The latest album by one of Canada's most underrated bands artfully balances the familiar with the ambitious.
For all the accolades every Broken Social Scene member receives whenever they put out a new record on their own, John Crossingham's Raising the Fawn never seems to get its due. Despite having released five CDs, including two excellent discs in 2004's The North Sea and last year's The Maginot Line, those who flock to hear the latest from Feist, Metric, Stars, Jason Collett, Do Make Say Think, Apostle of Hustle, and Kevin Drew seem oblivious to Crossingham's own band. Whether it's the trio's unassuming nature, their somewhat lofty arrangements (which often extend close to the ten-minute mark in a live setting), the fact that they're not on a label as stylish as Arts & Crafts, or just crummy luck, Raising the Fawn continue to be perennial underdogs, not only in indie rock circles as a whole, but even in their native Canada.
But Crossingham and his bandmates, bassist Scott Remila and drummer Dylan Green, remain unfazed by the continued lack of recognition outside a small cadre of fans and admiring critics, and continue to churn out album after pleasing album, and their latest, Sleight of Hand continues the band's graceful musical evolution, while at the same time displaying the audacity to toss a few new things into the mix. As opposed to the last two albums, which were painstakingly fussed over for lengthy periods, the new disc was recorded in a week, and with producer Ian Blurton at the helm, who brings his trademark robust rock sound to the proceedings, it has a much more immediate, urgent feel, while at the same time never shying away from the band's more introspective side.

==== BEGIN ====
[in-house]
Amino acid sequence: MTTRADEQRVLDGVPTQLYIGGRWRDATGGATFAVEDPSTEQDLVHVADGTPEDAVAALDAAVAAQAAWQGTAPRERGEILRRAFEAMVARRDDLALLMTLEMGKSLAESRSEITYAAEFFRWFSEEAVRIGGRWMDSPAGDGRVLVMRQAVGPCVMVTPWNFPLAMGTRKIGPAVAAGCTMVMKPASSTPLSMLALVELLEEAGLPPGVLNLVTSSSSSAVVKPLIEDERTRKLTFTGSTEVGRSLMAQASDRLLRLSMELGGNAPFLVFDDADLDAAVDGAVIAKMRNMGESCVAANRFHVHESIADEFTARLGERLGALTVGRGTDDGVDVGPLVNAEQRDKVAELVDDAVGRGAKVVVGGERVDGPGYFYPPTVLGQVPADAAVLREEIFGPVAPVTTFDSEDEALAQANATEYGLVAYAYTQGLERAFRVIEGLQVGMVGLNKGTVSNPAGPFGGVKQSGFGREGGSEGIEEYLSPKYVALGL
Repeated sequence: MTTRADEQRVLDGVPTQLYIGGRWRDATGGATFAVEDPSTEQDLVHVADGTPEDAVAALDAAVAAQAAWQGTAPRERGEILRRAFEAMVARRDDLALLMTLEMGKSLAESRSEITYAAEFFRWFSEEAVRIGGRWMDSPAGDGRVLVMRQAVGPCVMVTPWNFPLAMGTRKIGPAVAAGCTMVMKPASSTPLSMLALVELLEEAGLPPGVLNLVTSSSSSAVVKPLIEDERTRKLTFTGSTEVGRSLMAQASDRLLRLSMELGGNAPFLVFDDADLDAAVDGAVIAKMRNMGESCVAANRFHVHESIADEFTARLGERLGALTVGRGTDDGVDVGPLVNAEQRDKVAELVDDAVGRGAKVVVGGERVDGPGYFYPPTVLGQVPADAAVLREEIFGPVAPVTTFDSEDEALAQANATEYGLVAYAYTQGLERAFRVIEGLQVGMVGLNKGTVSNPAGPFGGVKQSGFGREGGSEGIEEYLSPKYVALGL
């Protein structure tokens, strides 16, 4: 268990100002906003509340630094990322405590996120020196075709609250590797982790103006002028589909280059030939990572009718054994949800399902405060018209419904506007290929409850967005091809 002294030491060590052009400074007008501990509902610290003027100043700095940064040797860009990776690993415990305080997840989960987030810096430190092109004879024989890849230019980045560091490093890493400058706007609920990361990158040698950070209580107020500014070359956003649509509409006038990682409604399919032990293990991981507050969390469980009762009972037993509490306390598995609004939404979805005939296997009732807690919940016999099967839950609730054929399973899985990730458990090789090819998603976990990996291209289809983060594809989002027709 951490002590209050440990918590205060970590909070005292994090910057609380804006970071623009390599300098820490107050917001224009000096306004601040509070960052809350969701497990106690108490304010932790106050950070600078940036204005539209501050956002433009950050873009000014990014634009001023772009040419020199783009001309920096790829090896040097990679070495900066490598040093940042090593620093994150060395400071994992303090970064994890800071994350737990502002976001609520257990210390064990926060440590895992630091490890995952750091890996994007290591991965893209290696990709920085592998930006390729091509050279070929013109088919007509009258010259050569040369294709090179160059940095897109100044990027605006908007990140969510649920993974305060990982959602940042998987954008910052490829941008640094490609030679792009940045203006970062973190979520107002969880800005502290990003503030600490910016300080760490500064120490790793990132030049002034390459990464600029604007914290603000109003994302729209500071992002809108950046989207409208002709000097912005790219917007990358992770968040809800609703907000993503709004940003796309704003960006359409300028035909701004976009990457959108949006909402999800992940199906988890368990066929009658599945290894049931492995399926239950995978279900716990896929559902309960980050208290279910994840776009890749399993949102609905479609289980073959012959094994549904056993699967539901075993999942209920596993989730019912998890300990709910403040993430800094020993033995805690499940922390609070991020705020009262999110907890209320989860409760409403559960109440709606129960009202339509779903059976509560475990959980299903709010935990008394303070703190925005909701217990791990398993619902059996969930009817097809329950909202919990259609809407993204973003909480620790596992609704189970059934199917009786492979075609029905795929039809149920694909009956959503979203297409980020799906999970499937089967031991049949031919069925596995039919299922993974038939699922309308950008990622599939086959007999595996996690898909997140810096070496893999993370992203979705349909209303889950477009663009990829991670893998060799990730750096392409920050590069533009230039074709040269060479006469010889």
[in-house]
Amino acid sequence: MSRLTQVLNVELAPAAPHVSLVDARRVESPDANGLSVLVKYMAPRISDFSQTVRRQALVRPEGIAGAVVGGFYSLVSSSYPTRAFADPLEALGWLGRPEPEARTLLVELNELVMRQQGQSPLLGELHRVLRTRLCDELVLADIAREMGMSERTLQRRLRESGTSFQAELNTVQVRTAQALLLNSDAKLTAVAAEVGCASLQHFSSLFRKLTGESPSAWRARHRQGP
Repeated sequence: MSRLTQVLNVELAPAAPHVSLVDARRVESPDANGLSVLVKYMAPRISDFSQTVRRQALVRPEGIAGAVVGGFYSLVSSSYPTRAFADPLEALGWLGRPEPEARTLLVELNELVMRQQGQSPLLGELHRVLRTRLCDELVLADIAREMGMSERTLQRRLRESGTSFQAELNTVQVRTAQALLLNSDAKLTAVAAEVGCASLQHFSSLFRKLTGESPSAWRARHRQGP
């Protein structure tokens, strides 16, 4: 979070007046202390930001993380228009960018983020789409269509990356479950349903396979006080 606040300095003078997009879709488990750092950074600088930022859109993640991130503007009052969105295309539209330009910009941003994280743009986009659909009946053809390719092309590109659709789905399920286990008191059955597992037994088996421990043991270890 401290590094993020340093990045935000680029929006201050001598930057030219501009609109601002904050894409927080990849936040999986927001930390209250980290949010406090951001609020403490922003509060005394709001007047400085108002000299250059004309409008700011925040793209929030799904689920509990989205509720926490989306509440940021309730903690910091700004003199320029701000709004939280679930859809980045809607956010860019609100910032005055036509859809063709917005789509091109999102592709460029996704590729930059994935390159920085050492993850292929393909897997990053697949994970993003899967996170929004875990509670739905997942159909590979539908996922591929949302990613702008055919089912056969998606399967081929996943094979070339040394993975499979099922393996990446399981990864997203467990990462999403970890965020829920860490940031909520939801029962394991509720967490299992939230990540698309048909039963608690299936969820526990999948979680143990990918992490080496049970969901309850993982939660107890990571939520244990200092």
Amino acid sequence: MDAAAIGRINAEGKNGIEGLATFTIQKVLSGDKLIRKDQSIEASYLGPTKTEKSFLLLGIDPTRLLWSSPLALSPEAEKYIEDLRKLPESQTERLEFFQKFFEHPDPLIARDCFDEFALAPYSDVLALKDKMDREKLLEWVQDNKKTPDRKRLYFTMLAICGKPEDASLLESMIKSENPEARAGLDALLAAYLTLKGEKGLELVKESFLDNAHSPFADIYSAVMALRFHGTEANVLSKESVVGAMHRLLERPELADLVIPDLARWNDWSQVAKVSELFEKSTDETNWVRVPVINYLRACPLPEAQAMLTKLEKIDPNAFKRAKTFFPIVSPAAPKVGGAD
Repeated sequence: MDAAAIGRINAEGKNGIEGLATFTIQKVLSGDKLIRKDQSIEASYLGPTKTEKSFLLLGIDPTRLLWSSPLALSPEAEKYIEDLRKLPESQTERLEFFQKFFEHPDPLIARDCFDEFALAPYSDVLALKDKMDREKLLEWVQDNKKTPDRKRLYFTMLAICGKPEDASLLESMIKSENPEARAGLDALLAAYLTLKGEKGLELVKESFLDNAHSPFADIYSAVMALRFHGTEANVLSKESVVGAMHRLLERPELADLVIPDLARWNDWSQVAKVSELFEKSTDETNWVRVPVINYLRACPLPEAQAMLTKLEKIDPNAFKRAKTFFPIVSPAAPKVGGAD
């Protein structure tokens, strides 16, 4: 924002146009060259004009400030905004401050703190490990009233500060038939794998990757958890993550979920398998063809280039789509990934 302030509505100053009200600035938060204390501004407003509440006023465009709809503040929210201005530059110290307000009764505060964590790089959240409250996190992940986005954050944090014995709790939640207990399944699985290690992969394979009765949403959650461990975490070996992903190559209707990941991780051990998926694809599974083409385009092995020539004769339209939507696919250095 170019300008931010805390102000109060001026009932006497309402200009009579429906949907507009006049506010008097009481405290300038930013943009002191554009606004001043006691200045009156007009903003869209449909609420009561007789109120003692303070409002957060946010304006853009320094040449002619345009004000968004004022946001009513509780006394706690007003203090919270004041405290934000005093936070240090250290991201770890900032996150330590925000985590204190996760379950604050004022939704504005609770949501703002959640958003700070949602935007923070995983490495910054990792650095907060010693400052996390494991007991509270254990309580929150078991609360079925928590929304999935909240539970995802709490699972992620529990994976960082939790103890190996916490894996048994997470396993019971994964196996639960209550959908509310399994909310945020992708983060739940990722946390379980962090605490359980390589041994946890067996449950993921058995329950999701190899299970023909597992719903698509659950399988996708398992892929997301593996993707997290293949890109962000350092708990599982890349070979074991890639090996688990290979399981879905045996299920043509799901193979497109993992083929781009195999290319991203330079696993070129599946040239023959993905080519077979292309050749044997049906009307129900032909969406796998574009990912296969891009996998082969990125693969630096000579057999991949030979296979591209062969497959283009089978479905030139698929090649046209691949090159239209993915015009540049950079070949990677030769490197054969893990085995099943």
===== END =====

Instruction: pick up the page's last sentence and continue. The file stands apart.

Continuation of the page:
More than anything, Sleight of Hand exudes a warmth that Raising the Fawn's often dour compositions have lacked. "River of Gold" opens with shimmering chords by Crossingham, and is soon joined by Remila's undulating, distorted synth notes serving as a bass line and Green's layered percussion (shaker, tambourine, and toms commingling hypnotically), enveloping the listener instead of confronting, the song capped off by Crossingham's tremendous tenor voice, which continues to be the trio's strongest asset. The pulsating "Roma/Amor" follows suit, driven this time by Remila's bass guitar and Green's robust backbeat, Crossingham adding abstract fills throughout the song and howling ominous, enigmatic lines like, "We've become policemen hired by thugs." Meanwhile, the gentle acoustic number "Two Wives" is one of Crossingham's prettiest songs to date, hinting that his future music might continue in this quieter direction.
Although the band's more immediate approach dominates the first half of the album, the second half has the trio settling back into their trademark comfort zone of lengthy, drawn-out arrangements, moody atmospherics, and moments of raw power, nicely captured on tape by the accomplished Blurton. "Cypress Fields" is alternately foreboding and ebullient, propelled by Green's nervous, stuttering beats, while the acoustic epic "The Cliffdivers" focuses on that emotive voice of Crossingham's, his melancholy yet unpretentious vocal melodies sounding comfortably familiar to those of us who have grown accustomed to Raising the Fawn over the last few years. The album concludes on a typically grandiose note with the eight and a half minute "A Lion in Winter", which follows the band's formula to a tee (languid pace, sumptuous vocals, richly layered production), but the band throws us a welcome curveball in the last three minutes, as the song suddenly launches into a lilting, upbeat pace, Crossingham's vocal melodies ascending, and capped off with a lively solo.
Sleight of Hand is still not without the odd blip or two, which makes us wonder just how rushed this album actually was. The awkward "Focusfocusfocus", with its sparse synth arrangement and falsetto vocals, is a jarring departure, carrying on for two minutes longer than it should. Junior Boys, this is not. Elsewhere, both the easygoing pop of "You Are the Enemy" and the thunderous percussion of "Palace Gates" are terrific, but are also far too brief, coming off as undeveloped song fragments. That said, those slight imperfections can't mar an otherwise strong effort by this consistently reliable band. Now if only those fans who flocked to Broken Social Scene's shows would do the same for this fine trio.